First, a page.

What if I could hum my way through some activity that many people would find hugely difficult?  Do I do anything like that?  Well … now that you mention it … I’m writing this blog post.  Some folks, in contemplating the creation of words that will later fly off into cyberspace, would feel the same terror.  And although I’ve been in a scribing lull lately, when I do sit down with my laptop, I trust that I’ll have something to say, that the words will come.  Such as right now.  This paragraph is over.  I don’t know what the next one will be about.  And that’s okay.

“Celebrate, Bruce, that you can write with ease.  It’s all right if the quality is not so good on a certain day.  There’ll be plenty of really good posts.  Just let those fingers do the walking.”  And so I will.

The Machinery Of The Universe

I was afraid.  I felt, I still feel, as if on that island there’s a hatch that comes ajar.  On this side is what we’re pleased to call “the real world”.  On the other is all the machinery of the universe, running at top speed.  Only a fool would stick his hand into such machinery in an attempt to stop it.

Stephen King

Wow.  I don’t know what to say but I want to say something.  How about that?  Is it the nature of the machinery that my rational mind can’t comprehend it?  Do I just need to get out of the way to allow unknown forces to flow through?

In the conventional world, I’m sick – dizzy and weak.  I’m afraid of not getting fit enough in time for my crossing of Canada this summer.  I worry about whether person A loves me anymore and wonder why person B hasn’t contacted me in awhile.  Except I’m often the one who lapses in the contacting department.

My long meditation retreat allowed me to see some of that machinery beyond the day-to-day.  A sense of being present as everything keeps changing.  Feeling peace flow over me.  Glimpsing that one moment is no better than any other one.  When I’m feeling well, these often show up unbidden.

What will happen if I let it all go and just let the wheels turn? I don’t know.  I still have to function in the “real” world.  My bathtub has backed up –lots of standing water.  I tried using the submersible punk to drain the water.  But I plugged the pump into the outlet beside the sink – designed for shavers and such – and now there are no lights in the bathroom.  The bulbs are fine.  The breaker downstairs wasn’t tripped.  So I need an electrician.  That’s fine.  I’ll call one tomorrow.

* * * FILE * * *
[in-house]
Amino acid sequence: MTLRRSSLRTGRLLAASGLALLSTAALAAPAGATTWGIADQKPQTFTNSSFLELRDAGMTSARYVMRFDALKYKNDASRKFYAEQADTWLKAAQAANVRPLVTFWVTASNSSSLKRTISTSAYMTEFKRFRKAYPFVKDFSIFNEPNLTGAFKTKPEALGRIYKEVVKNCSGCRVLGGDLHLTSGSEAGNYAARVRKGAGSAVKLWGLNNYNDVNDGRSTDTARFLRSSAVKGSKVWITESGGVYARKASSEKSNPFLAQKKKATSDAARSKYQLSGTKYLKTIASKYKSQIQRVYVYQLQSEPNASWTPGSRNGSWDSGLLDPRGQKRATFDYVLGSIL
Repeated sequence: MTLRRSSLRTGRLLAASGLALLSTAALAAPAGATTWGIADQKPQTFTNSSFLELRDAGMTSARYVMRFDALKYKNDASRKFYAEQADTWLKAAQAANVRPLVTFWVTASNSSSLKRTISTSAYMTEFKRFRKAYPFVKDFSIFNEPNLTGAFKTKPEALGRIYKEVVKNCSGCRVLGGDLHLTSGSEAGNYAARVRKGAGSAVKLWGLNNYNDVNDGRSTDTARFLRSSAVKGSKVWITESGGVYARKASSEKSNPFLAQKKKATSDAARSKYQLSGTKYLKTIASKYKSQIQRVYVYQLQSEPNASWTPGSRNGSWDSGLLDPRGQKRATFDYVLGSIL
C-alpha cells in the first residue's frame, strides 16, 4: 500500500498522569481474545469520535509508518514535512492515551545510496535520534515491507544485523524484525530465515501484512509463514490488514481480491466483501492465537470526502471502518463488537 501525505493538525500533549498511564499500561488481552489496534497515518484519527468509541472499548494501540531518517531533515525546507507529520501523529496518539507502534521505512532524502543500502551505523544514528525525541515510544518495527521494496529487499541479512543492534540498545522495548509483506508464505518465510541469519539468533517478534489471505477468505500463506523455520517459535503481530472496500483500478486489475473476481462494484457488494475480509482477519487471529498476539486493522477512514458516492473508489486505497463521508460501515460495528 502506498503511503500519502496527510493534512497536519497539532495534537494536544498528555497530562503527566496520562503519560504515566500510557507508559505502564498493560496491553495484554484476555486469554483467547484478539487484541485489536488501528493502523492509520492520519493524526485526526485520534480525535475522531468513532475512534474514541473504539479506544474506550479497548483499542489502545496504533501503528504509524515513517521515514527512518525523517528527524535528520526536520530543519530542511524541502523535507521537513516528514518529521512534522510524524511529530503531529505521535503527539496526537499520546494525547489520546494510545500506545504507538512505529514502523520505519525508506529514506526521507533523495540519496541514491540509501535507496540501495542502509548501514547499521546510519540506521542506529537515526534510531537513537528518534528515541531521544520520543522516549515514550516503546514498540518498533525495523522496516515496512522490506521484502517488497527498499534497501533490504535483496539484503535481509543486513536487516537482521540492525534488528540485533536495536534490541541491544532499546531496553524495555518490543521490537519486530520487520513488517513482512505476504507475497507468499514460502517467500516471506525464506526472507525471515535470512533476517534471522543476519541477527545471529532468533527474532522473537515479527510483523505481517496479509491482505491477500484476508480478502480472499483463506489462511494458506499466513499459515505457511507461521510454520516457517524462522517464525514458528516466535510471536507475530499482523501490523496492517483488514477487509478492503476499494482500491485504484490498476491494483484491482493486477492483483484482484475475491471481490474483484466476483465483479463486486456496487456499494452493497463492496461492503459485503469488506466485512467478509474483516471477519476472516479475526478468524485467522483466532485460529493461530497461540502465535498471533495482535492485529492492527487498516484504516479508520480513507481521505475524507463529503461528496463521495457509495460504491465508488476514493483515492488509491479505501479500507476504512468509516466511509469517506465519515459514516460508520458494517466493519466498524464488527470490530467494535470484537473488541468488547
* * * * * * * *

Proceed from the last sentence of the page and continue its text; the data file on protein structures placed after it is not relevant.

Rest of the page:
But what’s beyond all those strategies to have light, a clear drain, and the end of illness? What exactly is down that hatch?  Maybe saying “I don’t know” and keeping my hands away is the ultimate path to the unknown.  Something is calling me.  Even through my coughing.  There is a wellness past illness, a grace beyond thought, a being beyond doing.

I await

 

Sick

It hit me last night – probably a cold, hopefully not the flu.  Today I’m very weak, sort of stuffed up, headache, coughing.  Just like every human being on the planet has experienced.  No big deal.

Why write about this?  It’s so ordinary.  And shouldn’t I take a break from tapping on the keys?  I’ve decided no.  Some of my favourite writing has been when I’m right in the middle of some experience.  It’s so much cooler than “This happened to me yesterday.”

During the meditation retreat, I learned how to watch my mind, without judgment.  To be curious about where it goes.  This morning, it’s gone off in many directions.

At 2:00 pm today, I’ve scheduled a Skype call with the organizers of the Tour du Canada.  They want to know more about me and I have lots of questions about the summer bicycle ride.  “But I have no energy.  I won’t sound like a potential crosser of my country.”  Too bad, Bruce.  Give them what you have in the moment.  It’s enough.

“What if this turns into seven weeks of bronchitis, like it did after Jody died?  How will I possibly get fit enough for the ride?”  Now there’s a little smile on my face.  I’m not quite laughing but I’m getting there.  Silly man.

“Will I have to cancel my trip to Cuba?  And the BC tall ship trip in early June?”  No, Bruce.  You won’t have to.  It’s just a cold, my friend.

“Is this the end of my newfound strength training?”  Oh, my.  That’s quite the mind you have there.  “Well, right now it’s an ill mind, having trouble putting thoughts together.  And struggling to maintain my self-esteem.”

“And I got turned down a couple of weeks ago for further life insurance – ‘a current abnormal ECG and blood profile results.'”  Don’t sweat it, Bruce.  Julie, your doctor, is looking into this stuff.  She’s always thought you were a very healthy specimen.

***

The Buddha had a word for the proliferation of negative thoughts … papancha.  “Well, hello papancha.  Nice to hang out with you.”

No judgment.  Just a human being being human.  I sort of like the guy.